"Values, Institutions, and Leadership for a Sustainable Future: Towards a Framework for Developing Moral Leadership," a reflection document prepared by Eloy Anello from a symposium sponsored by The Bahá'í International Community at the '92 Global Forum (in conjunction with the Earth Summit)Rio de Janeiro, Brazil
At the Global Forum in Rio de Janeiro, 3-14 June, the Bahá'í International Community sponsored a number of activities including a Symposium on Values, Institutions, and Leadership for a Sustainable Future. The key-note address was given by Sir Geoffrey Palmer, the former Prime Minister of New Zealand. The members of the panel which followed Sir Palmer's address were: Dr. Rosina Wiltshire of Barbados, Research Coordinator for Development Alternatives with Women for a New Era (DAWN); Mr. Koy Thomson of the United Kingdom, a Programme Director with the International Institute for Environment and Development (IIED); Dr. Elizabeth Bowen of the United States, the President of Physicians for Social Responsibility (PSI); Mr. Eloy Anello of Bolivia, international consultant on moral education and founder of Universidad Núr, in Bolivia. The moderator of the panel was Professor Maria de Lourdes Montenegro Holzman of the Federal University of Parana, Brazil. Following the panel discussion, participants took part in two workshops, one for English speakers and another for Portuguese speakers. This was followed by a plenary at which both groups presented the final outcome of their discussions.
Both workshop groups concluded that the Earth Summit process had effectively highlighted the vital need for moral leadership in all spheres of human endeavor. The consultation which followed focused primarily on the subject of leadership. At the end of the plenary session the participants decided to share the following information on leadership with the NGO community and beyond that with people in other sectors who may be interested in the subject. The group felt that a reexamination of the concept of leadership is a vital and indispensable step on the road to the construction of an ever-advancing, sustainable world civilization.
The dramatic emergence, during the last decade, of thousands of non-governmental organizations (NGOs) throughout the world, particularly in the South, represents a highly significant social phenomenon. With appropriate structure and leadership, NGOs have a potential to provide the type of moral leadership and vision that is required if we are to effectively promote, through actions, those essential values that must reorient the development process so that it is sensitive to and meets the needs of all who share the planet.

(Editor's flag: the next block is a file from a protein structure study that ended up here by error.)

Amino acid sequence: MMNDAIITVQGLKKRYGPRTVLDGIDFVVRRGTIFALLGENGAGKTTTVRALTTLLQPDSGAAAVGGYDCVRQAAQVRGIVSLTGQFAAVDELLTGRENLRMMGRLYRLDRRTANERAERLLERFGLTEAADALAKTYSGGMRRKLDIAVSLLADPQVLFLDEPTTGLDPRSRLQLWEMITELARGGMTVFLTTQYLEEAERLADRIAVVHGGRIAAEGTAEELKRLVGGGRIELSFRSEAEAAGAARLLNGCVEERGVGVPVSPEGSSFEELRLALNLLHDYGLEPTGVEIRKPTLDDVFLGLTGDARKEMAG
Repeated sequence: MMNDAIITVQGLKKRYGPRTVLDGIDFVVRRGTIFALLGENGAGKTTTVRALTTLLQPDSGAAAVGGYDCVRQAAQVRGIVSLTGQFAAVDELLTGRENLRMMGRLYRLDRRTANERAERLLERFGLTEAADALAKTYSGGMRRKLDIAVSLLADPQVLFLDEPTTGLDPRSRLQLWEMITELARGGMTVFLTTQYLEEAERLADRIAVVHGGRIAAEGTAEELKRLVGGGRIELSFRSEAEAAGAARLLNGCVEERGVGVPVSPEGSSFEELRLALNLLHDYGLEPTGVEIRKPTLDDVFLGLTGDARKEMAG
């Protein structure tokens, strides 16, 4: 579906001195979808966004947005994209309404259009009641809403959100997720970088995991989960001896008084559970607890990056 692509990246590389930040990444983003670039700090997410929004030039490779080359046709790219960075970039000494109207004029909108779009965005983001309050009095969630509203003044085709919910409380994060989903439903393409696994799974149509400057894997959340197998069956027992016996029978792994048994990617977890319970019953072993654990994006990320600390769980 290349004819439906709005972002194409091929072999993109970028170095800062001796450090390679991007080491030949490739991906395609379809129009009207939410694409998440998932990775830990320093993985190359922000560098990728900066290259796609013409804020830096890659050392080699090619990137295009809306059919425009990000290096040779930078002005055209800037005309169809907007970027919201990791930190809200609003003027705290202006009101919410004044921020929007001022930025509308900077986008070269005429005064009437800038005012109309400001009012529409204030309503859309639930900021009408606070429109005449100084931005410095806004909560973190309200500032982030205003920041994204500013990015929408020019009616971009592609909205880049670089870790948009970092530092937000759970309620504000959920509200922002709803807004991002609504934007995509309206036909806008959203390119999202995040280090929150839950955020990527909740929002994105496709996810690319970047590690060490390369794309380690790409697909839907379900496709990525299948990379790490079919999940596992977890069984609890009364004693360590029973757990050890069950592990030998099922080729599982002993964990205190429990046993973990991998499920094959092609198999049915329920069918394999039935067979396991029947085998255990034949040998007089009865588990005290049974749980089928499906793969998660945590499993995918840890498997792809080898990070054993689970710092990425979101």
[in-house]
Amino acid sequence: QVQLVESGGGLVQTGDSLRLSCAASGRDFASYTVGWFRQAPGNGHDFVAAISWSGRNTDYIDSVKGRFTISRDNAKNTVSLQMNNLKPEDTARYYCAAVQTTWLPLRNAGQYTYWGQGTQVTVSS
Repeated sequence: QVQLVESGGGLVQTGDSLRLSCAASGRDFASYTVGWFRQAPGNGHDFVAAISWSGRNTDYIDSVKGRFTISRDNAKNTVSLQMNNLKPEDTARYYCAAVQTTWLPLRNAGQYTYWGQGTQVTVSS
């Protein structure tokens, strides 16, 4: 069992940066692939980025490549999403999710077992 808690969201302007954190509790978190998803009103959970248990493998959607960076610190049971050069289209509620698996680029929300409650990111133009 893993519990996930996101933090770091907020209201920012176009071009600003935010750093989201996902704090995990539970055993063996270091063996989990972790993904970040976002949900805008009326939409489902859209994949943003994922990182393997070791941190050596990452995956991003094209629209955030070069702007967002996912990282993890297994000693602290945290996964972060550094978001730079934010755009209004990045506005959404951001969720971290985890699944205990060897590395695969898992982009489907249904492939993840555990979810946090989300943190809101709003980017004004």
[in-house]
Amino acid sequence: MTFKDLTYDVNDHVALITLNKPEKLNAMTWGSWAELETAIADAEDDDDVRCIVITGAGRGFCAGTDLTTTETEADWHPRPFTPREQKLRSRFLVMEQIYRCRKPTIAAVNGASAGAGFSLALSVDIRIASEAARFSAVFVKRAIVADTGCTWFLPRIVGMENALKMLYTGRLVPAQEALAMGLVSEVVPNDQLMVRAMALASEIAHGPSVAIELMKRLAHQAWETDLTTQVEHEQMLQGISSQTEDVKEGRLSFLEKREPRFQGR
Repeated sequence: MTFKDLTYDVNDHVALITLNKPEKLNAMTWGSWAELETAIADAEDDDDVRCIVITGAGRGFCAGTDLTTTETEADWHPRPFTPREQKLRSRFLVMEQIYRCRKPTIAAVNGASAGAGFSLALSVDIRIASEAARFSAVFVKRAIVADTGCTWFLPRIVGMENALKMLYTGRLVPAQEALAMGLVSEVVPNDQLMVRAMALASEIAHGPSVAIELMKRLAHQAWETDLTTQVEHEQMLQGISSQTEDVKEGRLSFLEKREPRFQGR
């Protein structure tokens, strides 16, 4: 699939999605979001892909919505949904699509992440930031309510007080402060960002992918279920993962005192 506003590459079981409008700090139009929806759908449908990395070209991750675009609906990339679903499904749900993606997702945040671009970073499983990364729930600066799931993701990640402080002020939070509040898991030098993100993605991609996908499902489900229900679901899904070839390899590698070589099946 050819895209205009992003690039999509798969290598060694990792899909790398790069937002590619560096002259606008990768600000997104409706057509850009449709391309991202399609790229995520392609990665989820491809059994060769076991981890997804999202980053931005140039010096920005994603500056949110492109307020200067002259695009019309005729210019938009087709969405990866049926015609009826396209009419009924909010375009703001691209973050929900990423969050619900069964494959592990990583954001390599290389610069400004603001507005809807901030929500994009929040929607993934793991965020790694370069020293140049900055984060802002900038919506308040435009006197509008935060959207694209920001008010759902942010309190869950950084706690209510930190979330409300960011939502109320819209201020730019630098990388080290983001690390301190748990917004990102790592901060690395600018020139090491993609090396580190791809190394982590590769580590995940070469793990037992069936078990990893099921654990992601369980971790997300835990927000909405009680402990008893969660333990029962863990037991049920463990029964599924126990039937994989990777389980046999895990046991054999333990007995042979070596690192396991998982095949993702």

Already, some donor agencies find NGOs to be much more effective than government bureaucracies in creatively responding to the needs of communities. NGOs are often willing to explore alternative paths to development which are more holistic and sustainable. For these reasons, perhaps, it is within the NGO community that we can begin to address the need for a new kind of leadership. Too often, NGOs have been critical of the leadership models promoted by governments, while at the same time perpetuating modified versions of the very same models within their own organizations.
The Need for Moral Leadership
At the heart of the global crisis currently afflicting humanity, there exists a pervasive lack of moral leadership in all sectors of human society. The lack of moral leadership is demonstrated in the continuous uncovering of unethical behavior at all levels of society in all parts of the world. No sphere of human endeavor, from the family to the highest corridors of power, remains unaffected. Often, moral leadership is hard to identify because society presents too many conflicting messages about what is meant by leadership. The participants of the symposium felt that it would be helpful to identify a few fundamental capabilities that characterize effective moral leadership and to set in motion a systematic learning process that will foster the development of these capabilities within the institutions that serve human society.